Hi – My 4 year old son has already lost one tube and when he was last seen a couple of months ago he still had one remaining tube in his ear. Yesterday I started to see some draining coming out of the ear that still had the tube in it. The drainage is yellow and sticky. Today the drainage has gotten much worse and he’s now complaining that his ear hurts. He almost cried when I put a hat on him and he won’t let my husband and I even close to his ear to try to “blot” up the draining. I’d like to take him to his regular pediatrician tomorrow but I’m wondering if I should take him to urgent care instead? He has no fever and no other symptoms…

  • Dr. Chris

    Hi Concerned Mom

    If his hearing is impaired, the pain is severe or if a fever starts up then a visit to the ER is warranted. Otherwise you could wait till the pediatrician appointment tomorrow. However you should speak to a doctor, even if just telephonically, to decide on what you should do as we are not in a position to advise you appropriately since we are not dealing with your son’s case.

  • R M KHAN

    i am having a problem in both ear.sometimes wa watery discharge or quite an 8 to 12 hours later yellowish discharge coming out from the years during night yellowish discharge increased . kindly suugest reason and home remedy if available.
    thanks

  • Dr. Chris

    RM Khan,

    You need to see an otolarygnologist (ENT specialist) who can examine the area and make a diagnosis. only once the condition is diagnosed can the proper treatment be prescribed. This may be as mild and common as swimmer’s ear or even more serious like a choleastatoma. See a doctor and do not try any home remedies as you could cause damage to your ear and even affect your hearing permanently.

  • bookgirl

    My have a almost 5 year old daughter who has had chronic ear infections. She was adopted 3 1/2 years ago from Vietnam. Since we have had her she has had 3 sets of tubes put in and had the mastoid removed on the right ear. She still is having severe infections. What else can be done? She has lost 50% of her hearing.

  • Dr. Chris

    Hi Bookgirl

    Without knowing the exact cause, it is impossible to tell you what more can be done. Hopefully you are seeing an otolaryngologist (ENT specialist) who can advise you further and has excluded less common conditions like a choleastatoma. Recurrent infections and non-responsiveness to medication may be an indication of an immune disorder. The difficult part here is that you may not be aware of the child’s full medical history especially in infancy which could be contributing factors to the current condition(s). Speak to your pediatrician about further tests, apart from the ear condition.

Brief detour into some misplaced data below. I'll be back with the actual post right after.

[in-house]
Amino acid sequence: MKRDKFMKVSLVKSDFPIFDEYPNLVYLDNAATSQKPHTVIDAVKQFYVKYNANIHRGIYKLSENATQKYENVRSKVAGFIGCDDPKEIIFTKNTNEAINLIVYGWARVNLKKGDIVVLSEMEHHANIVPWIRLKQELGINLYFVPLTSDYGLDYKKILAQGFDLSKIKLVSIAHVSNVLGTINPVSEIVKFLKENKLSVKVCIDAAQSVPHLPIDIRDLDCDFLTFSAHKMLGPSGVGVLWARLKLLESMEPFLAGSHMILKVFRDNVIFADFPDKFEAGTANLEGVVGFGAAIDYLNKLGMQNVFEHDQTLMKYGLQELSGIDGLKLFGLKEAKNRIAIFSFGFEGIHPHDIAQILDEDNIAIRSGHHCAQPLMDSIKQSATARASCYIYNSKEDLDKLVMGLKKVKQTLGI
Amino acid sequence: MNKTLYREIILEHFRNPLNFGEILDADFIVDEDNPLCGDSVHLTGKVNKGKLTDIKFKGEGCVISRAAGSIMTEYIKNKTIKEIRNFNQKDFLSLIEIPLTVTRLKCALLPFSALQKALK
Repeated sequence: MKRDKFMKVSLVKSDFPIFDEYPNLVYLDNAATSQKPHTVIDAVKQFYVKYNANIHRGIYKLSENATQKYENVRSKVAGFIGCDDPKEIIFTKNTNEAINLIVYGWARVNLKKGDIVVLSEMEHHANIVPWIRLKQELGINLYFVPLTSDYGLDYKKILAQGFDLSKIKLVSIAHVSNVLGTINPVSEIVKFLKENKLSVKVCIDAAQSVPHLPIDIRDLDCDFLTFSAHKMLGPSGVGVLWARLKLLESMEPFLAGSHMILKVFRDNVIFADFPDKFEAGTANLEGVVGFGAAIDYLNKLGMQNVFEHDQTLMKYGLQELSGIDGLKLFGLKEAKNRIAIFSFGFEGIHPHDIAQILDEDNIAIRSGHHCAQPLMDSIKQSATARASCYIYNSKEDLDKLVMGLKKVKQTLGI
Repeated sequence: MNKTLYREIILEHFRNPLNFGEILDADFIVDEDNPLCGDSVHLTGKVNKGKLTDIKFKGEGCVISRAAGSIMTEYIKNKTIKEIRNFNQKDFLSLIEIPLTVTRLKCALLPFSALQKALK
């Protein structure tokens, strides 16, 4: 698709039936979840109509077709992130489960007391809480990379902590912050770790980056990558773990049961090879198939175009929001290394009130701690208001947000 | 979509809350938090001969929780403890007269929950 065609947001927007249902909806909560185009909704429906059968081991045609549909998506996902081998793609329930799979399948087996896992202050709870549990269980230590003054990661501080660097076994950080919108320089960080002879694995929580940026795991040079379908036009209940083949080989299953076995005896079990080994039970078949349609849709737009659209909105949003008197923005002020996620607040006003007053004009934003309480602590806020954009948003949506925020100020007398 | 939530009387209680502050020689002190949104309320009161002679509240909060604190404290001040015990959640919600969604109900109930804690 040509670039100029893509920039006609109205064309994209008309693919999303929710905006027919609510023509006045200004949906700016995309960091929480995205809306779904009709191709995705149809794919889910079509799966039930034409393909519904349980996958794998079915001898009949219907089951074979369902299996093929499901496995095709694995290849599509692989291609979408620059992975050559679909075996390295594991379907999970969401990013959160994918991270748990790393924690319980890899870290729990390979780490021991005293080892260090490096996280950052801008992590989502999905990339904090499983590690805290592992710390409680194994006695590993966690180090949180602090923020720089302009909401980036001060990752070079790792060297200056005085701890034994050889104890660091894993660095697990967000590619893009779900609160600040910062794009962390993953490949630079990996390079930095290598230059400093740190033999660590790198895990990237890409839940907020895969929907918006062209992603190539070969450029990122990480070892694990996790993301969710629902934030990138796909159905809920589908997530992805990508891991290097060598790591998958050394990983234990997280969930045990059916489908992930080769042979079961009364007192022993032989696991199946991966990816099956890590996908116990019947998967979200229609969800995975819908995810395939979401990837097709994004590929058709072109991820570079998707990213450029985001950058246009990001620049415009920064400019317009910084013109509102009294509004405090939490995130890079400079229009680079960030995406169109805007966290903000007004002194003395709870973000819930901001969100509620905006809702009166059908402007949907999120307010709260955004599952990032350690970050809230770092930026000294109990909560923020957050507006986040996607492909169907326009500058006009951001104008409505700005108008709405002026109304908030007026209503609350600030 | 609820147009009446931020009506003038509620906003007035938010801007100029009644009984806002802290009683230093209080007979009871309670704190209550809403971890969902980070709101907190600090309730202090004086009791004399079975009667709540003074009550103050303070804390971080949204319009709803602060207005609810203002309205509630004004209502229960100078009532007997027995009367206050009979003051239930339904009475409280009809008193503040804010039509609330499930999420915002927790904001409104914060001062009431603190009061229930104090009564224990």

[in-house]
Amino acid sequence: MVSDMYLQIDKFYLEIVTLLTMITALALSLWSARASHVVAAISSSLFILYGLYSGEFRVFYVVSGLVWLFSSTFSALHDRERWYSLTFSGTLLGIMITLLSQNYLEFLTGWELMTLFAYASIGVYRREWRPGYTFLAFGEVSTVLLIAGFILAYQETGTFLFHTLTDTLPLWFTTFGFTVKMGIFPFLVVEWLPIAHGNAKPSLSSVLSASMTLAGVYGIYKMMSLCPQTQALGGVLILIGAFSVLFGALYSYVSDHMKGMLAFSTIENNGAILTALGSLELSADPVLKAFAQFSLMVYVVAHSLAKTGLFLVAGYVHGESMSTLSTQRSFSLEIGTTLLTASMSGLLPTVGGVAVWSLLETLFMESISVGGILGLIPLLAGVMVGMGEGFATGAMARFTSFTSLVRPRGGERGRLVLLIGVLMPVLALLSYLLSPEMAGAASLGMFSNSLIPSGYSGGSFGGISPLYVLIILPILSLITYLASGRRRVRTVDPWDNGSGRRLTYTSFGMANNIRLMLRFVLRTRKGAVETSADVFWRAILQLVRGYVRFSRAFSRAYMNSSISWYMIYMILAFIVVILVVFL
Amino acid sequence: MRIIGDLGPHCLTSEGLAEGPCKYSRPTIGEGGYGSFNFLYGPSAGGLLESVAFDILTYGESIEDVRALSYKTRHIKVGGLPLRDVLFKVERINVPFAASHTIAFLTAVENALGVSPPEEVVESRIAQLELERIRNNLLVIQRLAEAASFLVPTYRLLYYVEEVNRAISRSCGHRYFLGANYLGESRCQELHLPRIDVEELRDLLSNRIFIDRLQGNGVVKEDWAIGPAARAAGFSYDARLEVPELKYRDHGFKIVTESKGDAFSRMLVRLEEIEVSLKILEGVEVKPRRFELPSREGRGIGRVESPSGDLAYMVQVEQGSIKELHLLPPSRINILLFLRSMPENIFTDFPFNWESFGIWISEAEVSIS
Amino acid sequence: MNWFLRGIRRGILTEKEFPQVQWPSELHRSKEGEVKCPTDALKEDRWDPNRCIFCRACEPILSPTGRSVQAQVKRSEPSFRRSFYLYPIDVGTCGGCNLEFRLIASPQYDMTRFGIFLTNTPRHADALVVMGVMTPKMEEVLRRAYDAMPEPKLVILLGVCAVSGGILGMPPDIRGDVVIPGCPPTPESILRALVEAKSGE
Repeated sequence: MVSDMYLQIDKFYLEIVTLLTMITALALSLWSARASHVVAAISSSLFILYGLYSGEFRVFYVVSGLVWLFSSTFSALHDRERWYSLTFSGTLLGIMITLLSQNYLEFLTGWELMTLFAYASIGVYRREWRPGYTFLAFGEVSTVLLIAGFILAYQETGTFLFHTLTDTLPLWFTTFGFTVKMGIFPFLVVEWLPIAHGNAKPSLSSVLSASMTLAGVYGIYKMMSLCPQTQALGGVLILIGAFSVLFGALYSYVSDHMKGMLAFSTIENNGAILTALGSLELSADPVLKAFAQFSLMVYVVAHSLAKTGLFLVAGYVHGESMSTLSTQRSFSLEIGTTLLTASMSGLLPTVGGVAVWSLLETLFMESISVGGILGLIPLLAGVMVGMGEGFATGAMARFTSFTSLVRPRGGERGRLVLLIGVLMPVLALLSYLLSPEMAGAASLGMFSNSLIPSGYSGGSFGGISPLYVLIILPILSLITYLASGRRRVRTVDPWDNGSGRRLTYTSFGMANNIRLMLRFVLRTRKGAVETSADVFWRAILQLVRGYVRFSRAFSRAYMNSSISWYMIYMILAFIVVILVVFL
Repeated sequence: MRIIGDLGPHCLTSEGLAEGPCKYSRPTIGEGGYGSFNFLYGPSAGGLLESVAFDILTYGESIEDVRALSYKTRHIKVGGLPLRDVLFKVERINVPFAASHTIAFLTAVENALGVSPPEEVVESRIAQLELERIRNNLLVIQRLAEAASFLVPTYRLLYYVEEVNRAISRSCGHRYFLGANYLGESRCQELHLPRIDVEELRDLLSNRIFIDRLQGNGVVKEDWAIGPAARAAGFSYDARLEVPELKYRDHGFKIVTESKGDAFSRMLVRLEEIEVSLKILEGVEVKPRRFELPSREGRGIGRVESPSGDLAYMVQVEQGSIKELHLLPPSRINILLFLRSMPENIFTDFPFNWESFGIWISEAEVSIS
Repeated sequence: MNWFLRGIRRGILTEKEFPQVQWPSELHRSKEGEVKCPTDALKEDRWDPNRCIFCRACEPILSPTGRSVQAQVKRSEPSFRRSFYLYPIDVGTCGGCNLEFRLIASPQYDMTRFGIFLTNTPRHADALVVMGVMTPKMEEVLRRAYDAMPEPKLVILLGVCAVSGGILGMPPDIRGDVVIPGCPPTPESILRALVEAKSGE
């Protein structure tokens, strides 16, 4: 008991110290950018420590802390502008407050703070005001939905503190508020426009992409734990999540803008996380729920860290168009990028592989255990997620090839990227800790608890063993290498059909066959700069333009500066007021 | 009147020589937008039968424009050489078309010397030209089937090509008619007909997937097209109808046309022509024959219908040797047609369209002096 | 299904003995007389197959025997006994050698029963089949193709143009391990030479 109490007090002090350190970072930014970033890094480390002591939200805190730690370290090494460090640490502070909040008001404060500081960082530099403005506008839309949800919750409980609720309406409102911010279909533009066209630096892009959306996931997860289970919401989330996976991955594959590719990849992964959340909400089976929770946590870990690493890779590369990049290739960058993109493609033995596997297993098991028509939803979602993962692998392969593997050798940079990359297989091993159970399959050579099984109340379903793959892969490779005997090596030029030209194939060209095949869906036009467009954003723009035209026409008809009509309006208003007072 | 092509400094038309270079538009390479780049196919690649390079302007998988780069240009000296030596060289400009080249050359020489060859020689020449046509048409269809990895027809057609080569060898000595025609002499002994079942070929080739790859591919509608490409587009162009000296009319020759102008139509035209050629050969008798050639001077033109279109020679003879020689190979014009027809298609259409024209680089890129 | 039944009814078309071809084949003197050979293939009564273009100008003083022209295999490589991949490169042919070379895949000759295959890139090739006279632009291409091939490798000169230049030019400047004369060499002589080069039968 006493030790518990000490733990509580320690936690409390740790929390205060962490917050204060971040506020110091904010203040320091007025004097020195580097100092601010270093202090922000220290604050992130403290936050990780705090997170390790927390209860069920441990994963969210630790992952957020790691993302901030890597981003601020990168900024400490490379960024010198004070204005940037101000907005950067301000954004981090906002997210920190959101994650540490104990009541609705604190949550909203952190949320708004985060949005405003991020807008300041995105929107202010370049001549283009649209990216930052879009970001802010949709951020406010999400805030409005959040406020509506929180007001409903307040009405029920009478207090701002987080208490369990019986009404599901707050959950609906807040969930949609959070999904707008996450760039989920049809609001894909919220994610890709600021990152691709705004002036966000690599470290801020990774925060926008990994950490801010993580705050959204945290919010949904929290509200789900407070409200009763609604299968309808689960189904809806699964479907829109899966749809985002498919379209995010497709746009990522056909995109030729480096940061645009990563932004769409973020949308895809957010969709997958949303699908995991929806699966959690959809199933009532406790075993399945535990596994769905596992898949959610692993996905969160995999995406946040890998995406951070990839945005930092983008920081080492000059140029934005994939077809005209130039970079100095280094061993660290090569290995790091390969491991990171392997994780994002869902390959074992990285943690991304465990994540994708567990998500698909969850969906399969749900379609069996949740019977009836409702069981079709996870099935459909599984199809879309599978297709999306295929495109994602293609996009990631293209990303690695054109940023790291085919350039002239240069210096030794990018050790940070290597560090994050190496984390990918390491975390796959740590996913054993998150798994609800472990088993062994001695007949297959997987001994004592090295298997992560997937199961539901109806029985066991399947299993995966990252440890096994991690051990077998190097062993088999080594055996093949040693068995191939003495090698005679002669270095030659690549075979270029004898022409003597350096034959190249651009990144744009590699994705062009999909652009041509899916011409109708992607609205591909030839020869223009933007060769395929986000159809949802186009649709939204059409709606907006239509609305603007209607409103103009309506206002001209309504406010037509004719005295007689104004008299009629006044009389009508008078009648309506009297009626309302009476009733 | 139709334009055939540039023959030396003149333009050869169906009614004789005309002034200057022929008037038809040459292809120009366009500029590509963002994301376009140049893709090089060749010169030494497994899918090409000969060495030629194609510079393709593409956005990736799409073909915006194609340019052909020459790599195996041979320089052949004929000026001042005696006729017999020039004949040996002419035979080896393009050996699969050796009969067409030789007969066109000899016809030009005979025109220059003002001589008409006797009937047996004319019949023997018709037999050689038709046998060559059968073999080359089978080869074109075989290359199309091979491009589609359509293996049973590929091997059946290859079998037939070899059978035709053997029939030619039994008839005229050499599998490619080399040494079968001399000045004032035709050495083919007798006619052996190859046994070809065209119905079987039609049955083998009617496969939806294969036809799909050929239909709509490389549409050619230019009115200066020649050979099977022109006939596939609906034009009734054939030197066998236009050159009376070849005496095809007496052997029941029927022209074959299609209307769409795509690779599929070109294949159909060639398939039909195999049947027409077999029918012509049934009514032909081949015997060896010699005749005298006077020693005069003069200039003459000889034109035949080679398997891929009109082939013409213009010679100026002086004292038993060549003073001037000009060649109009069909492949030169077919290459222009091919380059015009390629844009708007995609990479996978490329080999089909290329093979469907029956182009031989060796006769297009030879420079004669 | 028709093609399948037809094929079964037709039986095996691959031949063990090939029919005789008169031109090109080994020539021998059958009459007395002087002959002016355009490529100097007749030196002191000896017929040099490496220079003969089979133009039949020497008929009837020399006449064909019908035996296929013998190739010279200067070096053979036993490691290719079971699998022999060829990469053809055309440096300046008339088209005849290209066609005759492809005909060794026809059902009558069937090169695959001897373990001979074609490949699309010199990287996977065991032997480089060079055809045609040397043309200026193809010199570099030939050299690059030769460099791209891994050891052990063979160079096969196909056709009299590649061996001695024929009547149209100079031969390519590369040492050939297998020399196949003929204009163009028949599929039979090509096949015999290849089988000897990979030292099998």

• yayi

    hello. my daughter has had cough and fever for 3days now. just this pm, i noticed that she has a discharge on the ear. it’s not bloody, just white and a little sticky. what could it be?

  • Dr. Chris

    Hi Yayi

    It could be that the infection she has has progressed up into the ear. You should take her to a doctor because ear infections in kids can be notoriously persistent and may lead to other complications if left untreated. See a doctor immediately.

  • Adrianna

    Ive had severe ear pain starting last night. I couldn’t sleep and i went to the doctor this morning.He diagnosed me with URI the when i got home, clear red liquid started dishcharging from my ears. Is this still URI and will it be treated with the same antibiotics?

  • Dr. Chris

    Hi Adrianna

    An upper respiratory tract infection can involves the ears and could account for the discharge. However given the appearance which indicates the presence of blood, you should see an ENT specialist (otolaryngologist) immediately to exclude other pathology that may be existing simultaneously. You would want to avoid complications that could affect your hearing in the long run.